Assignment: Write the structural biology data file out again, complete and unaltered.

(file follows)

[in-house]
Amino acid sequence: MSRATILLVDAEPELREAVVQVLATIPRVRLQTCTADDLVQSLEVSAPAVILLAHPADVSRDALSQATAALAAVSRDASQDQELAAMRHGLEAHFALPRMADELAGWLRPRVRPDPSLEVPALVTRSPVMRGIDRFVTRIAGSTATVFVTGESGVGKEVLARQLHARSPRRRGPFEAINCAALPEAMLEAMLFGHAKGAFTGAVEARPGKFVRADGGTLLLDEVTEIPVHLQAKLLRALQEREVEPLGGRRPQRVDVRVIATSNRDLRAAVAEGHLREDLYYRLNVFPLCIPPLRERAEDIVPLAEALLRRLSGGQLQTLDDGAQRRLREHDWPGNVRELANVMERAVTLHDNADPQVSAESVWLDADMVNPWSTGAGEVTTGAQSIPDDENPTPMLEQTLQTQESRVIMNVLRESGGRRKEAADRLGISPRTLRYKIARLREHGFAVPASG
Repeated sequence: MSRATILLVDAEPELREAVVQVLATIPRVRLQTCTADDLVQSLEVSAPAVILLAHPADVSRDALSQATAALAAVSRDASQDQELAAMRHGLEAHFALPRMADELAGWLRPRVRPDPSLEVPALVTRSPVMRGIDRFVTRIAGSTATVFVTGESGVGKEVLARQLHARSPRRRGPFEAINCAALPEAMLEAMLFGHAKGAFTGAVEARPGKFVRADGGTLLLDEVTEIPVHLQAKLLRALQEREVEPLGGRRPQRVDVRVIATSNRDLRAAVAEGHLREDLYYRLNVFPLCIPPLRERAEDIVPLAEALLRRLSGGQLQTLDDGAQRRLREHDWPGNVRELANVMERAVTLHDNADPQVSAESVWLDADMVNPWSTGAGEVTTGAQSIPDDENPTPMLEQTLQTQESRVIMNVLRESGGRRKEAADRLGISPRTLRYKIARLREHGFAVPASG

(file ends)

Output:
[in-house]
Amino acid sequence: MSRATILLVDAEPELREAVVQVLATIPRVRLQTCTADDLVQSLEVSAPAVILLAHPADVSRDALSQATAALAAVSRDASQDQELAAMRHGLEAHFALPRMADELAGWLRPRVRPDPSLEVPALVTRSPVMRGIDRFVTRIAGSTATVFVTGESGVGKEVLARQLHARSPRRRGPFEAINCAALPEAMLEAMLFGHAKGAFTGAVEARPGKFVRADGGTLLLDEVTEIPVHLQAKLLRALQEREVEPLGGRRPQRVDVRVIATSNRDLRAAVAEGHLREDLYYRLNVFPLCIPPLRERAEDIVPLAEALLRRLSGGQLQTLDDGAQRRLREHDWPGNVRELANVMERAVTLHDNADPQVSAESVWLDADMVNPWSTGAGEVTTGAQSIPDDENPTPMLEQTLQTQESRVIMNVLRESGGRRKEAADRLGISPRTLRYKIARLREHGFAVPASG
Repeated sequence: MSRATILLVDAEPELREAVVQVLATIPRVRLQTCTADDLVQSLEVSAPAVILLAHPADVSRDALSQATAALAAVSRDASQDQELAAMRHGLEAHFALPRMADELAGWLRPRVRPDPSLEVPALVTRSPVMRGIDRFVTRIAGSTATVFVTGESGVGKEVLARQLHARSPRRRGPFEAINCAALPEAMLEAMLFGHAKGAFTGAVEARPGKFVRADGGTLLLDEVTEIPVHLQAKLLRALQEREVEPLGGRRPQRVDVRVIATSNRDLRAAVAEGHLREDLYYRLNVFPLCIPPLRERAEDIVPLAEALLRRLSGGQLQTLDDGAQRRLREHDWPGNVRELANVMERAVTLHDNADPQVSAESVWLDADMVNPWSTGAGEVTTGAQSIPDDENPTPMLEQTLQTQESRVIMNVLRESGGRRKEAADRLGISPRTLRYKIARLREHGFAVPASG